Just as employers owe their employees a duty of care, those in control of public places also owe visitors or users a duty of care under The Occupiers’ Liability Act 1957.
The idea of this duty of care is to try and ensure that those in control of public places can do their best to spot hazards and prevent accidents from happening on their premises. However, should they fail to do so and you’re injured as a result, you could be entitled to compensation by making a personal injury claim against their public liability insurance.
Which areas are covered by this duty?
- Any council or local authority-run area
- Shopping centres and retail outlets
- Leisure centres, gyms and swimming pools
- Public transport
- Roads and pavements
- Libraries, schools and universities
- Open spaces, parks andplaygrounds
- Car parks
- Restaurants, bars and nightclubs
If you’ve been injured in a public place through no fault of your own and suffered a crushed finger injury, you could be entitled to compensation. Providing you can prove that the third-party responsible for the space failed to uphold their duty of care to you and you suffered as a result, you could have grounds to make a personal injury claim. Please get in touch today for a free consultation on your situation or read on to learn more.
The Duty Of Care Of Those In Control Of Public Spaces
In short, anywhere that is legally accessible to the general public carries an implicit understanding that it should be safe to use. People in control of public spaces must assume this responsibility unless they make it very clear with signs and disclaimers such as ‘keep out’ signs, that they do not wish to uphold this duty of care.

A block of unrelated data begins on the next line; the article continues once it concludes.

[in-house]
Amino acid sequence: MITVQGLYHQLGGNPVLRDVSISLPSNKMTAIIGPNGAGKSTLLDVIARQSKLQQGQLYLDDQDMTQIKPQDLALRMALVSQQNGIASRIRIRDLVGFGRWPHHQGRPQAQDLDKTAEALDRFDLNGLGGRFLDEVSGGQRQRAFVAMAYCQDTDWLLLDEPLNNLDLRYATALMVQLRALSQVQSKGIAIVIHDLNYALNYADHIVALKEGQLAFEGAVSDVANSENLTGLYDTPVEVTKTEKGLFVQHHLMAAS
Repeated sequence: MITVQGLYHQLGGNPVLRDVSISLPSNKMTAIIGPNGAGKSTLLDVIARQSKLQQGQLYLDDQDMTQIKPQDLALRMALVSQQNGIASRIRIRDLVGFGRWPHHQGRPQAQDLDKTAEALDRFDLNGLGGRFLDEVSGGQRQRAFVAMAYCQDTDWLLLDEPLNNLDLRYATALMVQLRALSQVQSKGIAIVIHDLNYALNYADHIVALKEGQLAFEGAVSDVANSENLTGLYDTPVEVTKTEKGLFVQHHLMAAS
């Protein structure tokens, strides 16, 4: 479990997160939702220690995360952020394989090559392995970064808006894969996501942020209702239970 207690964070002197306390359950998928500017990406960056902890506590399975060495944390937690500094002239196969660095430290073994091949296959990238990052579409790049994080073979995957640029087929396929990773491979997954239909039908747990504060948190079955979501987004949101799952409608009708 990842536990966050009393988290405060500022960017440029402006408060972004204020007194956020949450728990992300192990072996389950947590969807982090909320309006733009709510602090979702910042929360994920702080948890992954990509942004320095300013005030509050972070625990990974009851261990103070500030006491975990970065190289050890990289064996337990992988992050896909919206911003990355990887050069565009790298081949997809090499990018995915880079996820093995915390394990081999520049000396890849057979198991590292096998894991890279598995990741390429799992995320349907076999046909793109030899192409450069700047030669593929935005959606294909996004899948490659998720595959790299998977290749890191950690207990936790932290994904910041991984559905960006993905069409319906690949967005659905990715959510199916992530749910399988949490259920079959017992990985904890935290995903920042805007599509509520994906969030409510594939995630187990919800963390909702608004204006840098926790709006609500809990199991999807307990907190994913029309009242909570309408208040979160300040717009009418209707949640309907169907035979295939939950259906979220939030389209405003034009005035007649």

The Occupier’s Liability Act explains the extent of this duty in Section 2, outlining how it expects those in charge of public places to comply, such as to:
- Owe a common duty of care to all visitors on their premises
- See that the visitor will be reasonably safe using the premises for the purpose that they intend to or are permitted to
- Be prepared for children who may need extra provision as they cannot be as careful as adults
Whether they have permission or not, visitors have a right to be treated as though they are permitted to be there
How Can This Duty Be Breached?
Trying to uphold this duty of care as much as reasonably possible is vital to keeping public places safe. If those in control of a public place chooses to ignore or disregard such safety measures, someone could get injured as a result. Furthermore, strict penalties, in addition to the risk of becoming the subject of personal injury claims, often awaits owners and operators that neglect their duty of care.
Some examples of how crushed finger injuries could be sustained in public place accidents include:
- Fingers getting trapped in faulty lift doors
- Slipping on ungritted ground in icy weather
- Falling on a poorly maintained staircase
- Being struck by stock falling from poorly-stacked shelves
- Slipping on a wet floor with no hazard sign
If you’re involved in a road traffic accident, any number of injuries could be sustained as a result, including crushed finger injuries. If these injuries are sustained as a result of third-party negligence, you could be able to claim compensation for them.
All road users owe one another a duty of care under the Highway Code. As part of this code, road users must not drive in the following manners:
- Dangerously or recklessly
- Without appropriate care and attention
- Lacking general consideration for fellow road users
Duty Of Care Of Road Users
Some basic legal obligations that road users must follow as part of the Highway Code include:
- Have a correct driving license
- Be of minimum age to drive
- Pass minimum eyesight requirements
- Be registered with the DVLA
- Have proper road tax and insurance